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How many amps does a 50 gallon water heater draw?

The electrical amperage (amps) drawn by a 50-gallon water heater depends on several factors, including the voltage rating and the wattage of the unit. To provide a general answer, I will assume a common scenario in the United States where residential water heaters typically operate at 240 volts.

Water heaters are typically labeled with their wattage, which represents the power consumed by the unit. To calculate the amperage, we can use Ohm's Law, which states that amperage (I) is equal to power (P) divided by voltage (V):

I = P / V

Let's assume a common wattage range for a 50-gallon electric water heater, which is around 4,500 to 5,500 watts. Taking the middle point of this range, we'll use 5,000 watts as an example.
Using the formula above, we can calculate the amperage drawn by the water heater:

I = 5,000 watts / 240 volts
I ≈ 20.83 amps

Therefore, a 50-gallon water heater with a wattage of 5,000 watts operating at 240 volts would draw approximately 20.83 amps of electrical current.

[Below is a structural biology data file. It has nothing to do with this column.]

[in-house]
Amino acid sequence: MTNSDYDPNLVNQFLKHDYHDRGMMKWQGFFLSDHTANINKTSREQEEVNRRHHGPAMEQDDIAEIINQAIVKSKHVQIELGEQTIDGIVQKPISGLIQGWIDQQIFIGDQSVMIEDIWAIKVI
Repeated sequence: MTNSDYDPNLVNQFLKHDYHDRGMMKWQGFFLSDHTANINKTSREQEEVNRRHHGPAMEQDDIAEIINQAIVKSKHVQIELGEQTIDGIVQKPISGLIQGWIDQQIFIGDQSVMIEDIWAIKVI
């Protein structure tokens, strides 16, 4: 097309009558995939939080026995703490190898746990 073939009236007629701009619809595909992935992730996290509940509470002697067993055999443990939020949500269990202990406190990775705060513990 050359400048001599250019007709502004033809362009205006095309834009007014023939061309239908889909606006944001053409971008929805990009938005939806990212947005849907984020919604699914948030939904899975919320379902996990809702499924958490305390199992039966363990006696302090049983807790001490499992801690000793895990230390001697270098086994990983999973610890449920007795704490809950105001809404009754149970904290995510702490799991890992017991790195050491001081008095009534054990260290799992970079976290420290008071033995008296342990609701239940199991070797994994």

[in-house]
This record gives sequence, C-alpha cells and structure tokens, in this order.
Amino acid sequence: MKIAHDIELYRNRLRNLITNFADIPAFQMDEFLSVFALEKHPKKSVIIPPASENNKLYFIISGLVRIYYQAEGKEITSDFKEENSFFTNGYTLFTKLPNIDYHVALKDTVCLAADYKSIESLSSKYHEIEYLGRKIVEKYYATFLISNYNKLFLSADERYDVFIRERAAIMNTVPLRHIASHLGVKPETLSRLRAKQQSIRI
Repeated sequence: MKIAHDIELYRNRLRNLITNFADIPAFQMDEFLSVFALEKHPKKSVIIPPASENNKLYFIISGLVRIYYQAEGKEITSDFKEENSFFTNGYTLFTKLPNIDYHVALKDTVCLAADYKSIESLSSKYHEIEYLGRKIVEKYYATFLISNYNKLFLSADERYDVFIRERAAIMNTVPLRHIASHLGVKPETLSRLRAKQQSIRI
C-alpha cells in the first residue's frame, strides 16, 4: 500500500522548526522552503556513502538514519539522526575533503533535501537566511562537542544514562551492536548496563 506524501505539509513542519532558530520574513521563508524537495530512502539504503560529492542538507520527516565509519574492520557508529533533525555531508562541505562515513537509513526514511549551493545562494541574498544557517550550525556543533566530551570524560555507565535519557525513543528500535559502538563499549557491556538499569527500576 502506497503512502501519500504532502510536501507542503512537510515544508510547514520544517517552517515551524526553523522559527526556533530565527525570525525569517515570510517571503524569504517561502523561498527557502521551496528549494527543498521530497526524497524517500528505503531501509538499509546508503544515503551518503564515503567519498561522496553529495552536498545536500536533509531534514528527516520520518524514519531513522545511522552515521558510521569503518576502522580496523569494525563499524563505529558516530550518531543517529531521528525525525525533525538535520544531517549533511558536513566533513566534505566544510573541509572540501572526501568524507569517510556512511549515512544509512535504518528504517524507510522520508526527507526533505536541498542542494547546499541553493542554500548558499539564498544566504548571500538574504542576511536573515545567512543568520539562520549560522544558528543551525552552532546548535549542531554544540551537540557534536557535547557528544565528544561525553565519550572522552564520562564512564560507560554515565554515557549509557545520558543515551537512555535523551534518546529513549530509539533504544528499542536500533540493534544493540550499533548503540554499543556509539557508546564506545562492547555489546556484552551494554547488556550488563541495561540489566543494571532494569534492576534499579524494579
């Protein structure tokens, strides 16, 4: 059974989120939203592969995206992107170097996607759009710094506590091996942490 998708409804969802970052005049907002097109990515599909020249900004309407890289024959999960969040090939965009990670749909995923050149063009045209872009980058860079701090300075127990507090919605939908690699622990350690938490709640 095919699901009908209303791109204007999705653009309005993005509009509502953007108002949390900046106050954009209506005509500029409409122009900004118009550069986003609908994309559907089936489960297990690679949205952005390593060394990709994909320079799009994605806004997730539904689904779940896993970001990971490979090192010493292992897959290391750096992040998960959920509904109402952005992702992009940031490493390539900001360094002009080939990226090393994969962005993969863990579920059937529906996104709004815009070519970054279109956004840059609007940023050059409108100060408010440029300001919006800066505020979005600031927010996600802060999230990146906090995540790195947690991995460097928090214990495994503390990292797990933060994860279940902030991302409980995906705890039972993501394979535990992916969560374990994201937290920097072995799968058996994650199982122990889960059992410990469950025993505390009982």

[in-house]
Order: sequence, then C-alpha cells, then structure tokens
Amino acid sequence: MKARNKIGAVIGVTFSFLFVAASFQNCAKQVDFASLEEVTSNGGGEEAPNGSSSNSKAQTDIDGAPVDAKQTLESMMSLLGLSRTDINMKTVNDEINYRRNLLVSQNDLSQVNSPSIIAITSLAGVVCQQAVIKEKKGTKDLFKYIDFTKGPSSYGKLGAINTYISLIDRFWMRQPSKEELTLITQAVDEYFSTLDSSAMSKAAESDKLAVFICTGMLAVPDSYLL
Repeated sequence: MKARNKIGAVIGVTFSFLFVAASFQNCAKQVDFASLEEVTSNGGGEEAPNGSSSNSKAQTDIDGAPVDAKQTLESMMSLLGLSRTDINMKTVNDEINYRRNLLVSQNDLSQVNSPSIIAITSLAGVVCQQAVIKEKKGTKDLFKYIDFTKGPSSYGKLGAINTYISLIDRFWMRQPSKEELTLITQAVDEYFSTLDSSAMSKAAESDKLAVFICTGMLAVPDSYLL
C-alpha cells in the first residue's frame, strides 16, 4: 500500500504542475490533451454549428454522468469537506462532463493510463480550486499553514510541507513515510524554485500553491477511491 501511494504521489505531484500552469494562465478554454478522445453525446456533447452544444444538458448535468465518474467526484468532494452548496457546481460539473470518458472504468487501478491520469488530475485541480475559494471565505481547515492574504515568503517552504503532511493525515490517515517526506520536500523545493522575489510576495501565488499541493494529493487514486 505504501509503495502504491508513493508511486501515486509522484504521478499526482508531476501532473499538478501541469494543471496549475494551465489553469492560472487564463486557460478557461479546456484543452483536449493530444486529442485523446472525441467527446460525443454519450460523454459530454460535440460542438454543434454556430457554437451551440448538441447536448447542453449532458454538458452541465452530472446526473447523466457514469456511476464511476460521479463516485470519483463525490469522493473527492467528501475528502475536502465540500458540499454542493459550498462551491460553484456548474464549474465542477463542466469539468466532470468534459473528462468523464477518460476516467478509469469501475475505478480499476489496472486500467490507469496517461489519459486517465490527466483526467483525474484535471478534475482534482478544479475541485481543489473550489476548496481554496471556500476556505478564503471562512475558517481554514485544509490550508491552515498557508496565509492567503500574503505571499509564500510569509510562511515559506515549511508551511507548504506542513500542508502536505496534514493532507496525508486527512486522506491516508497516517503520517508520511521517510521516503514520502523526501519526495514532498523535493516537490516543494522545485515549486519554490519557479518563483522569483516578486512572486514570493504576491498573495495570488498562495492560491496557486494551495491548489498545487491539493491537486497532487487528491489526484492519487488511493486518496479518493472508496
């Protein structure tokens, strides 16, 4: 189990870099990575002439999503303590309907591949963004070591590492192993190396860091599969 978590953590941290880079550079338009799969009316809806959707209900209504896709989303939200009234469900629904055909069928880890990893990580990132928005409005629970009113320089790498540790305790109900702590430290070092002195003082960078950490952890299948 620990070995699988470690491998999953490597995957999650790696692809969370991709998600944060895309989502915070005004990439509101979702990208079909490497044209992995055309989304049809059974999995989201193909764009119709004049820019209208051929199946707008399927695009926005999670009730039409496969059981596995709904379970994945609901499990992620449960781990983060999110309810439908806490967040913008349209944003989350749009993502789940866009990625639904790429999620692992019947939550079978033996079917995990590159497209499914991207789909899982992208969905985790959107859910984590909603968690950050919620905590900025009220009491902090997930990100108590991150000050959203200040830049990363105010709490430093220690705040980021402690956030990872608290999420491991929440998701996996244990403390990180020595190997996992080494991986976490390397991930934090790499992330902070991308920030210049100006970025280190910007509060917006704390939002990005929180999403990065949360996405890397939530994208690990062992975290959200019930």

It's important to note that the actual amperage can vary depending on the specific model and its power consumption. Some water heaters may have lower wattage, which would result in lower amperage. Additionally, water heaters operating at different voltage ratings, such as 208 volts or 120 volts, would draw different amperages.

To accurately determine the amperage of a specific water heater, it is best to refer to the manufacturer's specifications or consult the unit's documentation. These resources should provide precise wattage and voltage ratings, allowing for an accurate calculation of the amperage drawn by the water heater.
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